414. Practice to Deceive by Ann Rule
(Kindle) - (US) - (Canada) - (UK)
Oct. 8 2013, Gallery Books/Simon Schuster, 339 pgs
"In Practice to Deceive, her first book-length investigative chronicle since In the Still of the Night, Rule unravels a shattering case of Christmastime murder off the coast of Washington State—presented with the clarity, authority, and emotional depth that Rule’s readers expect. It’s a case with enough drama, greed, sex, and scandal to be called “The Real Housewives of Whidbey Island,” but this was not reality television. This was murder: pure, cruel, ugly, and senseless. And someone had to pay the price.
Nestled in Puget Sound, Whidbey Island is a gem of the Pacific Northwest; accessible only by ferry and the soaring Deception Pass Bridge, it is known for its artistic communities and stunning natural beauty. Life there is low-key, insular, and the island’s year-round residents tend to know one another’s business. But when the blooddrenched body of Russel Douglas was discovered the day after Christmas in his SUV in a hidden driveway near Whidbey’s most exclusive mansions, the whole island was shocked. A single bullet between his eyes was the cause of death, but no one could imagine who among them could plot such a devious, cold-blooded crime. At first, police suspected suicide, tragically common at the height of the holiday season. But when they found no gun in or near the SUV, Russel’s manner of death became homicide. Like a cast of characters from a classic mystery novel, a host of Whidbey residents fell under suspicion.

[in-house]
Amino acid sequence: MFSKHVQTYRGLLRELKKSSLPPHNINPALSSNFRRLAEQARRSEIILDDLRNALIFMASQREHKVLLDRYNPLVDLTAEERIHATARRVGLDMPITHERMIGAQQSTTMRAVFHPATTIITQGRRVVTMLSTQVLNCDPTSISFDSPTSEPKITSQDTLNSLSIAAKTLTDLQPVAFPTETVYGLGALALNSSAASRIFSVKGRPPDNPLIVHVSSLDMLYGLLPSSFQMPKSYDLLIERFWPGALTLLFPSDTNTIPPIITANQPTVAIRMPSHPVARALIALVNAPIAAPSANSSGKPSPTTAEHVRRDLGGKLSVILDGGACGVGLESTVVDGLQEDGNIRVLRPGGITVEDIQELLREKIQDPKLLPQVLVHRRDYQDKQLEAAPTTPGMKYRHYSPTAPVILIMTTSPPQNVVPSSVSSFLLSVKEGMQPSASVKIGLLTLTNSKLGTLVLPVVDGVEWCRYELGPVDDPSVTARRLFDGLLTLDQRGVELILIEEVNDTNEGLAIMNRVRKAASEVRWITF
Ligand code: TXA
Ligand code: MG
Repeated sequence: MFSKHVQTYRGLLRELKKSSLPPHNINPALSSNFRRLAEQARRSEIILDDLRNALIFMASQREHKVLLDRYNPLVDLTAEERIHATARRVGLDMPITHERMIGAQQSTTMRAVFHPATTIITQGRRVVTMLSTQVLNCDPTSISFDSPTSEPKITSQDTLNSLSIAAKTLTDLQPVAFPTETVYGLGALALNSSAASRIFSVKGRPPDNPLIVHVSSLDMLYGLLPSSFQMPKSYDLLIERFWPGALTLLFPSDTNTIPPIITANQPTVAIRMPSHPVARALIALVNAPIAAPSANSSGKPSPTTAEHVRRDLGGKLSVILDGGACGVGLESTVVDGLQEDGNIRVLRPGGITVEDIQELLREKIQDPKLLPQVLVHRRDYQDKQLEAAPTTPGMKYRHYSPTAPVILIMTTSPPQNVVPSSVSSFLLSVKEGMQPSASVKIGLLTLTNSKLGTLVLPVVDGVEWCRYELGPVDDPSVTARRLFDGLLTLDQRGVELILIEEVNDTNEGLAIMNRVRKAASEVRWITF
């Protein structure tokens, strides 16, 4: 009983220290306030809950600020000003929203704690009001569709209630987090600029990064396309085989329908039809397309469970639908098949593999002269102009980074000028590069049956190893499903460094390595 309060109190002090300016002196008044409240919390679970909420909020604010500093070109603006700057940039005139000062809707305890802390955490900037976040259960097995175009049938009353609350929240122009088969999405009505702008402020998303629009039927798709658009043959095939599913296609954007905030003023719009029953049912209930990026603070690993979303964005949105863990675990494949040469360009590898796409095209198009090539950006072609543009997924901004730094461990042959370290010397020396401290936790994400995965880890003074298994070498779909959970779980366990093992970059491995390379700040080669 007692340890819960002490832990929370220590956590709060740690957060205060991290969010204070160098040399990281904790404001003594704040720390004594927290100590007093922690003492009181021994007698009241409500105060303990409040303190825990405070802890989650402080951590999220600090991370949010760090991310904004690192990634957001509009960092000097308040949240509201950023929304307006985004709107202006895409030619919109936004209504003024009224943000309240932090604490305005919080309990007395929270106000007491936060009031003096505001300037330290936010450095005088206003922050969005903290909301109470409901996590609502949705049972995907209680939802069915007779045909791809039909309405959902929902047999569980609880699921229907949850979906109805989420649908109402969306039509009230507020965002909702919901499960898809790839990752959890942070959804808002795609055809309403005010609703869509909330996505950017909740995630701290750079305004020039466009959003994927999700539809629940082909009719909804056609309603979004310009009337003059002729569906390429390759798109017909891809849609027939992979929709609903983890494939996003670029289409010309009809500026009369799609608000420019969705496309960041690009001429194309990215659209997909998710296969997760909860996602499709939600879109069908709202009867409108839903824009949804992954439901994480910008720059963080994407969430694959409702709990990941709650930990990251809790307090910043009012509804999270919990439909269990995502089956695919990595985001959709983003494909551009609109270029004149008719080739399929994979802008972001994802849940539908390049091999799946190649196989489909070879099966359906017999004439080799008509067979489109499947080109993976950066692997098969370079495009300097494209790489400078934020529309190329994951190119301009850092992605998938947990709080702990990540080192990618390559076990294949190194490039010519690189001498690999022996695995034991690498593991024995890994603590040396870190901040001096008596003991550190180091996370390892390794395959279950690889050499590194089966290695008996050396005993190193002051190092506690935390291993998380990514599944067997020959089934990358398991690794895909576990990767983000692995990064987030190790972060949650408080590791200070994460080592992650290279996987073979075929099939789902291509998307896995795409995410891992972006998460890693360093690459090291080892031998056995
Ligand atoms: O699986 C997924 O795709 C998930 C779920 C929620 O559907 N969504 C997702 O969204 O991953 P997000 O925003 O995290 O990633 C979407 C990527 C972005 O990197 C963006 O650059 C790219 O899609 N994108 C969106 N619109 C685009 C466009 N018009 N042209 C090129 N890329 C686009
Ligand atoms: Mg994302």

Brenna Douglas was Russel’s estranged and soon-to-be-ex wife, who allowed him to come home for a Christmas visit with their children. The couple owned the popular Just B’s salon. Brenna’s good friend Peggy Sue Thomas worked there, and Brenna complained often to her that Russel was physically and emotionally abusive. Peggy Sue’s own life has been one of extremes. Married three times, hers is a rags-to-riches-and-back-again tale in which she’s played many roles: aircraft mechanic, basketball coach, the “drop-dead gorgeous” beauty queen as a former Ms. Washington, Las Vegas limousine driver, million-dollar horse breeder, wealthy divorcée. But in 2003, her love affair with married guitarist Jim Huden led the two Whidbey Island natives to pursue their ultimate dreams of wealth and privilege—even at the expense of human life."
Borrowed a copy from my public library.
What a tangled story of tragedy and crime this was! Not exactly what one expects from Rule, no tale of a serial killer or a brutal mass slaying or even an horrific crime of passion. Here we have an assassination style style murder of a regular Joe that took ten years to solve. The victim was an ordinary guy, loved by most, lead a normal life and hardly anyone had anything to say against him. Unfortunately, because of this we don't get to know much about him; the book is most certainly about the weird, tangled lives of the killer (s). Rule's investigative reporting uncovers a trail of tragedy for the Stackhouse family beginning with the brutal rape and murder of the mother of six young children and ending with the devious connivings of a step-daughter of that family decades later. The book reads like a novel and was quite the page turner. I don't usually read this type of crime preferring the ones I mentioned at the beginning, but there were just so many twists and turns with this investigation, and the lives of the people involved in the crime were so soap-opera like that if it weren't real it would hardly be believable in a novel. I'd never heard of this case before, so I had the added advantage of not knowing how things were going to turn out, causing an element of suspense. I love Rule's writing. She tells these true crime tales so well, with respect to the victims and their families and though this is not one of her best books it is an incredible read of a tangled web that left authorities frustrated for an entire decade.